by Staff Writers
Ankara (AFP) Feb 2, 2012
A Turkish prosecutor has launched an investigation into an ultimatum the armed forces gave to the moderate Islamic government almost five years ago, newspapers reported Thursday.
A specially authorised prosecutor in Ankara acted on various complaints about the statement penned by then chief-of-staff retired General Yasar Buyukanit, now 71, said the Hurriyet and Radikal dailies.
At midnight on April 27, 2007 the military -- which considers itself the guardian of secularism in modern-day Turkey -- issued an online memorandum that was seen as openly interfering in politics.
The statement, sometimes dubbed the 'e-memorandum' or 'e-coup', said the armed forces were following with concern a debate about secularism in the midst of an election campaign to nominate the next president.
The statement, issued at a tense political time, threatened to intervene to protect the secular camp being denounced in demonstrations by the Justice and Development Party (AKP) of Prime Minister Recep Tayyip Erdogan.
At the time, parliament in a vote boycotted by the opposition elected foreign minister Abdullah Gul, an AKP member, as president. Shortly after, a referendum ratified a constitutional amendment championed by the AKP for the head of state to be elected by popular vote.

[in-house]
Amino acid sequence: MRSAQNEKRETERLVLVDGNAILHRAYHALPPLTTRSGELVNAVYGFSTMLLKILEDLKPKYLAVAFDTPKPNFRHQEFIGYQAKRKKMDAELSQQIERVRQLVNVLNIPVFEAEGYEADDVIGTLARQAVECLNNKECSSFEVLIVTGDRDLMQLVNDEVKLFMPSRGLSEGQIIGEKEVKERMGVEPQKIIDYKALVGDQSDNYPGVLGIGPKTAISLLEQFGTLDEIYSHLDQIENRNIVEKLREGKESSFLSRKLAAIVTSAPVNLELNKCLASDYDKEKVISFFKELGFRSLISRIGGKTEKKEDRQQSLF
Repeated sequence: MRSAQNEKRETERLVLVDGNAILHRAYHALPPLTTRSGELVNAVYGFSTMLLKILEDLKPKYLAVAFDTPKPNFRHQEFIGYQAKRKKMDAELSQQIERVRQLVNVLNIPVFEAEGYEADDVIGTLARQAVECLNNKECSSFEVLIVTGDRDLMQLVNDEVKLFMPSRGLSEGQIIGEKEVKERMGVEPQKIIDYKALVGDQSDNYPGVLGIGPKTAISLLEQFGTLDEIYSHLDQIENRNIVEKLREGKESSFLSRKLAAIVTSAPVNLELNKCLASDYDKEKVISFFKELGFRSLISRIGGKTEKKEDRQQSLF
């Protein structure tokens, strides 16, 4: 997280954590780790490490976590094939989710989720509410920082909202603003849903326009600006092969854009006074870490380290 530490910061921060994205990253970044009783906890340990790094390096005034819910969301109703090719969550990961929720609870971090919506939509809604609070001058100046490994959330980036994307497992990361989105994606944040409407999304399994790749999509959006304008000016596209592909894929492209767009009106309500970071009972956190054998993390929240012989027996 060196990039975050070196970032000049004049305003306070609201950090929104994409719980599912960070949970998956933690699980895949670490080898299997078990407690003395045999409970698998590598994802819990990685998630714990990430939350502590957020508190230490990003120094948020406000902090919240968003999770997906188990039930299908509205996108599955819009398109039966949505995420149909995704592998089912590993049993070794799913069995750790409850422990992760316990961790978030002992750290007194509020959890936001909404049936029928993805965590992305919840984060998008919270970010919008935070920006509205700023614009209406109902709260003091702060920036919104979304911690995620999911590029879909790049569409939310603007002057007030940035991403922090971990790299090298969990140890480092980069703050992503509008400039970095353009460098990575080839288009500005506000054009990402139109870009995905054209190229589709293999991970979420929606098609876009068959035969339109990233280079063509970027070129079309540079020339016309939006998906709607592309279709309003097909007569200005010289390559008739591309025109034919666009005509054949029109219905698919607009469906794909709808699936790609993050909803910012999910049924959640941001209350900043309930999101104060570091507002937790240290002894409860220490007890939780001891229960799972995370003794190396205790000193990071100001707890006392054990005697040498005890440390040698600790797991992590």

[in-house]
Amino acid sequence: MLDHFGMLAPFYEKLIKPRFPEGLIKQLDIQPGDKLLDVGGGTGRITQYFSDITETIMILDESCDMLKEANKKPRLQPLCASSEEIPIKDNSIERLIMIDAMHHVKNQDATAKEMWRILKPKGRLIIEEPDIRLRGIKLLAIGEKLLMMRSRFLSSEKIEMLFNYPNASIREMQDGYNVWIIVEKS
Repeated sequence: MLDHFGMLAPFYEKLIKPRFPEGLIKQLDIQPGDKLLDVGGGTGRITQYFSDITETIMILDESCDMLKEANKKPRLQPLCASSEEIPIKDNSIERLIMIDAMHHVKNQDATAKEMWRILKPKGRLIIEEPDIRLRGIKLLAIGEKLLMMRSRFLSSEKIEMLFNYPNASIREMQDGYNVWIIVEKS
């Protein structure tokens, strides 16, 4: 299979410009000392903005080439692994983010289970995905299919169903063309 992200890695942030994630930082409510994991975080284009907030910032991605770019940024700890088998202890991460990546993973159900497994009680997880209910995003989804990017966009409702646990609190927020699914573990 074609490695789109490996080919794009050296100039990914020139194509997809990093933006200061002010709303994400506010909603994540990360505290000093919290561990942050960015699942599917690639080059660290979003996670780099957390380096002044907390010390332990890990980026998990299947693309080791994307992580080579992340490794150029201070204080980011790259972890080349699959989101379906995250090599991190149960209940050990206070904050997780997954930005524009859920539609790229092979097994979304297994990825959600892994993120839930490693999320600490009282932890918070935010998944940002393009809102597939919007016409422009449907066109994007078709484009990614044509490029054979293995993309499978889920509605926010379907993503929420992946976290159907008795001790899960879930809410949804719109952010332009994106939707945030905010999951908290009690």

Buyukanit, who has admitted writing the memorandum, and key commanders who were serving at the time, could soon be summoned to court, said the reports.
The case will be handled by the same prosecutor who recently charged the chief of the junta that seized power in a 1980 coup, said the Hurriyet daily.
Two retired generals, Kenan Evren and Tahsin Sahinkaya, are set to appear on April 4 before an Ankara court charged with crimes against the state, which is punishable by life imprisonment.
Evren came to power after the coup and was Turkey's seventh president from 1982 to 1989. Five army generals took power in 1980 but Evren and Sahinkaya are the only ones who are alive today.
The two will be the first coup leaders to face trial in Turkey, where the army was once untouchable and toppled four governments since 1960.
The military's powers have been sharply reduced in recent years by reforms implemented by the AKP.
Dozens of officers are now in jail, charged in various alleged plots against the government that has been in power since 2002.
Ilker Basbug, who was army chief from 2008 to 2010, has also been arrested for an alleged bid to topple the government.
He is the most senior officer implicated in an investigation into the so-called Ergenekon network of dozens of active and retired military officers, academics, journalists and lawyers.
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